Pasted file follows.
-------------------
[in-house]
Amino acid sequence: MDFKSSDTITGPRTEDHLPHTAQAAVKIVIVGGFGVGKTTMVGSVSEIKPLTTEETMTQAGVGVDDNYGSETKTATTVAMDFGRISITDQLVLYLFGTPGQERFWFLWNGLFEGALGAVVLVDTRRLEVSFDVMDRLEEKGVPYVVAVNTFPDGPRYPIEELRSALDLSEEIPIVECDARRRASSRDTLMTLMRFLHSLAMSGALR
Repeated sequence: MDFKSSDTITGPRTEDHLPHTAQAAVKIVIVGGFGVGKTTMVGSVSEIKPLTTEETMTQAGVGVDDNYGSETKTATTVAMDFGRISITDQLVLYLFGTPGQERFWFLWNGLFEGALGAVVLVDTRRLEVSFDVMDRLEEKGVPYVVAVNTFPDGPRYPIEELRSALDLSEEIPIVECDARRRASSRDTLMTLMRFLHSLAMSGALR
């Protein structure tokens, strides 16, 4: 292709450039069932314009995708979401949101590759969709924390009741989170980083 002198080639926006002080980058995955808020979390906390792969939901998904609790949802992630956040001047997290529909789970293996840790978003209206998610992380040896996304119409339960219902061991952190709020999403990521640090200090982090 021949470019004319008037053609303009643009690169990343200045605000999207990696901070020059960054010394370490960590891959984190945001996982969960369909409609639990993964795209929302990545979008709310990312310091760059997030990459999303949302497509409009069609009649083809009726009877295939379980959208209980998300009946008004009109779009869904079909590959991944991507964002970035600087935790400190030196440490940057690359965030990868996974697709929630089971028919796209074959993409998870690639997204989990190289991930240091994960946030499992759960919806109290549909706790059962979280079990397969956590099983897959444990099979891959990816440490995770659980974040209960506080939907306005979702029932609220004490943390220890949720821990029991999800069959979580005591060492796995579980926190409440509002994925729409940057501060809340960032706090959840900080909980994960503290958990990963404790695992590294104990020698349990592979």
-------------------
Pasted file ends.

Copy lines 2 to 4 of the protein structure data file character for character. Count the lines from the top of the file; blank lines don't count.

Amino acid sequence: MDFKSSDTITGPRTEDHLPHTAQAAVKIVIVGGFGVGKTTMVGSVSEIKPLTTEETMTQAGVGVDDNYGSETKTATTVAMDFGRISITDQLVLYLFGTPGQERFWFLWNGLFEGALGAVVLVDTRRLEVSFDVMDRLEEKGVPYVVAVNTFPDGPRYPIEELRSALDLSEEIPIVECDARRRASSRDTLMTLMRFLHSLAMSGALR
Repeated sequence: MDFKSSDTITGPRTEDHLPHTAQAAVKIVIVGGFGVGKTTMVGSVSEIKPLTTEETMTQAGVGVDDNYGSETKTATTVAMDFGRISITDQLVLYLFGTPGQERFWFLWNGLFEGALGAVVLVDTRRLEVSFDVMDRLEEKGVPYVVAVNTFPDGPRYPIEELRSALDLSEEIPIVECDARRRASSRDTLMTLMRFLHSLAMSGALR
């Protein structure tokens, strides 16, 4: 292709450039069932314009995708979401949101590759969709924390009741989170980083 002198080639926006002080980058995955808020979390906390792969939901998904609790949802992630956040001047997290529909789970293996840790978003209206998610992380040896996304119409339960219902061991952190709020999403990521640090200090982090 021949470019004319008037053609303009643009690169990343200045605000999207990696901070020059960054010394370490960590891959984190945001996982969960369909409609639990993964795209929302990545979008709310990312310091760059997030990459999303949302497509409009069609009649083809009726009877295939379980959208209980998300009946008004009109779009869904079909590959991944991507964002970035600087935790400190030196440490940057690359965030990868996974697709929630089971028919796209074959993409998870690639997204989990190289991930240091994960946030499992759960919806109290549909706790059962979280079990397969956590099983897959444990099979891959990816440490995770659980974040209960506080939907306005979702029932609220004490943390220890949720821990029991999800069959979580005591060492796995579980926190409440509002994925729409940057501060809340960032706090959840900080909980994960503290958990990963404790695992590294104990020698349990592979």